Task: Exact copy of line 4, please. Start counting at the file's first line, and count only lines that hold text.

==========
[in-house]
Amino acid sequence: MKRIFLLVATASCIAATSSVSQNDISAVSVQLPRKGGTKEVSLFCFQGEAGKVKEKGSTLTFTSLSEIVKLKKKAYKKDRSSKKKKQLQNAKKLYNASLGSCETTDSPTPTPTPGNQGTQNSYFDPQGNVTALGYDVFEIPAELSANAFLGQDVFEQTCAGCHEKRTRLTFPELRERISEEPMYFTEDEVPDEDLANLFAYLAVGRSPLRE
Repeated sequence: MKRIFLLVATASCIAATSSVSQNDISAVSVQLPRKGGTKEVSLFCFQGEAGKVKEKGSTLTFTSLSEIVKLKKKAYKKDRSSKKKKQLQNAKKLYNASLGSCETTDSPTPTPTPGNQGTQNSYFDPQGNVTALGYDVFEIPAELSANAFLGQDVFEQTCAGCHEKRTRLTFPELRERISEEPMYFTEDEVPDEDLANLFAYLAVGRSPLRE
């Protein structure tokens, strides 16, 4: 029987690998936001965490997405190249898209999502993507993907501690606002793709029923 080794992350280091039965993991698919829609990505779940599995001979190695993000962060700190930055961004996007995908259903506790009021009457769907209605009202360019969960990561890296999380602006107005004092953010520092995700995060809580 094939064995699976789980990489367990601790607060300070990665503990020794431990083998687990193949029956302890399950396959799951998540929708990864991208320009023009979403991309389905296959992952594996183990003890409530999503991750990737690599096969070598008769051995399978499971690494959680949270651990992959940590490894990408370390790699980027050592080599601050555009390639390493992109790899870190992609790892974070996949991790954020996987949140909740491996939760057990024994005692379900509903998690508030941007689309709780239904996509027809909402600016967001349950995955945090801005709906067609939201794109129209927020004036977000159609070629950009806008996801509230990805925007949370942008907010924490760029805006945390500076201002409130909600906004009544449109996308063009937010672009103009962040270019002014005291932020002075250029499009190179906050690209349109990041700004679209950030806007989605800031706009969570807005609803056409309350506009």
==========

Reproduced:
């Protein structure tokens, strides 16, 4: 029987690998936001965490997405190249898209999502993507993907501690606002793709029923 080794992350280091039965993991698919829609990505779940599995001979190695993000962060700190930055961004996007995908259903506790009021009457769907209605009202360019969960990561890296999380602006107005004092953010520092995700995060809580 094939064995699976789980990489367990601790607060300070990665503990020794431990083998687990193949029956302890399950396959799951998540929708990864991208320009023009979403991309389905296959992952594996183990003890409530999503991750990737690599096969070598008769051995399978499971690494959680949270651990992959940590490894990408370390790699980027050592080599601050555009390639390493992109790899870190992609790892974070996949991790954020996987949140909740491996939760057990024994005692379900509903998690508030941007689309709780239904996509027809909402600016967001349950995955945090801005709906067609939201794109129209927020004036977000159609070629950009806008996801509230990805925007949370942008907010924490760029805006945390500076201002409130909600906004009544449109996308063009937010672009103009962040270019002014005291932020002075250029499009190179906050690209349109990041700004679209950030806007989605800031706009969570807005609803056409309350506009």